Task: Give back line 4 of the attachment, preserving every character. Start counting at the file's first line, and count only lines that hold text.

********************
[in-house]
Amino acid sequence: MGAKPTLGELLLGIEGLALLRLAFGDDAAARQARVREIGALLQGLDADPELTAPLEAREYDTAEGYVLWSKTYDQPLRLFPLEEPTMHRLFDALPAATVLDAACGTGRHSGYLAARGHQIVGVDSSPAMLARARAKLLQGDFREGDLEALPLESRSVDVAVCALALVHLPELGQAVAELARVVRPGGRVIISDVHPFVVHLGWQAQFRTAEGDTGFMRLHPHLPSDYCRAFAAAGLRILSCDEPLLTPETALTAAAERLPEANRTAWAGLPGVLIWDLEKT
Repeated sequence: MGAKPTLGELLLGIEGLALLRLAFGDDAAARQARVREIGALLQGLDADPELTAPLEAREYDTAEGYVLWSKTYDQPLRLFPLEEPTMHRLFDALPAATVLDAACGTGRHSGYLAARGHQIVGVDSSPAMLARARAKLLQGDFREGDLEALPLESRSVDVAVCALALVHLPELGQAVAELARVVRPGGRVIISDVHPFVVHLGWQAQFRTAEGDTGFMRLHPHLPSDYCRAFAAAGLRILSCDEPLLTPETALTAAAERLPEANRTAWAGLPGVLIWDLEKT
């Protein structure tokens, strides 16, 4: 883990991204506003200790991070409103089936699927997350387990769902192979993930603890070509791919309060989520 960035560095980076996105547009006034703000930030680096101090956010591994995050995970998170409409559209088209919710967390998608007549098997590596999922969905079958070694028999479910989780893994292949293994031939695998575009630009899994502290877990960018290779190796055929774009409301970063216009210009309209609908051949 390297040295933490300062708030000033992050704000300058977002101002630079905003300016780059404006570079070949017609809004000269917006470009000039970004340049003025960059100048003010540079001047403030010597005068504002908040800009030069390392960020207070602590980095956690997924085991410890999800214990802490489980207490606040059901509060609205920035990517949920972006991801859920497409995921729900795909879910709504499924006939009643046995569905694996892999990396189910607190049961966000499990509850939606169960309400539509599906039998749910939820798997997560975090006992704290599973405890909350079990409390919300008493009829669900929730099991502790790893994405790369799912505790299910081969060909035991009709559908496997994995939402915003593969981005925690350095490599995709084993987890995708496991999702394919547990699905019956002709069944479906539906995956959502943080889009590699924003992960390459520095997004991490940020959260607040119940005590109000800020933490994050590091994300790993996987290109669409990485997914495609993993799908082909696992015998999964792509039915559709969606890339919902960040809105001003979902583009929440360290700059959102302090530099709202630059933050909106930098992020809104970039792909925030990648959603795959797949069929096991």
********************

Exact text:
């Protein structure tokens, strides 16, 4: 883990991204506003200790991070409103089936699927997350387990769902192979993930603890070509791919309060989520 960035560095980076996105547009006034703000930030680096101090956010591994995050995970998170409409559209088209919710967390998608007549098997590596999922969905079958070694028999479910989780893994292949293994031939695998575009630009899994502290877990960018290779190796055929774009409301970063216009210009309209609908051949 390297040295933490300062708030000033992050704000300058977002101002630079905003300016780059404006570079070949017609809004000269917006470009000039970004340049003025960059100048003010540079001047403030010597005068504002908040800009030069390392960020207070602590980095956690997924085991410890999800214990802490489980207490606040059901509060609205920035990517949920972006991801859920497409995921729900795909879910709504499924006939009643046995569905694996892999990396189910607190049961966000499990509850939606169960309400539509599906039998749910939820798997997560975090006992704290599973405890909350079990409390919300008493009829669900929730099991502790790893994405790369799912505790299910081969060909035991009709559908496997994995939402915003593969981005925690350095490599995709084993987890995708496991999702394919547990699905019956002709069944479906539906995956959502943080889009590699924003992960390459520095997004991490940020959260607040119940005590109000800020933490994050590091994300790993996987290109669409990485997914495609993993799908082909696992015998999964792509039915559709969606890339919902960040809105001003979902583009929440360290700059959102302090530099709202630059933050909106930098992020809104970039792909925030990648959603795959797949069929096991």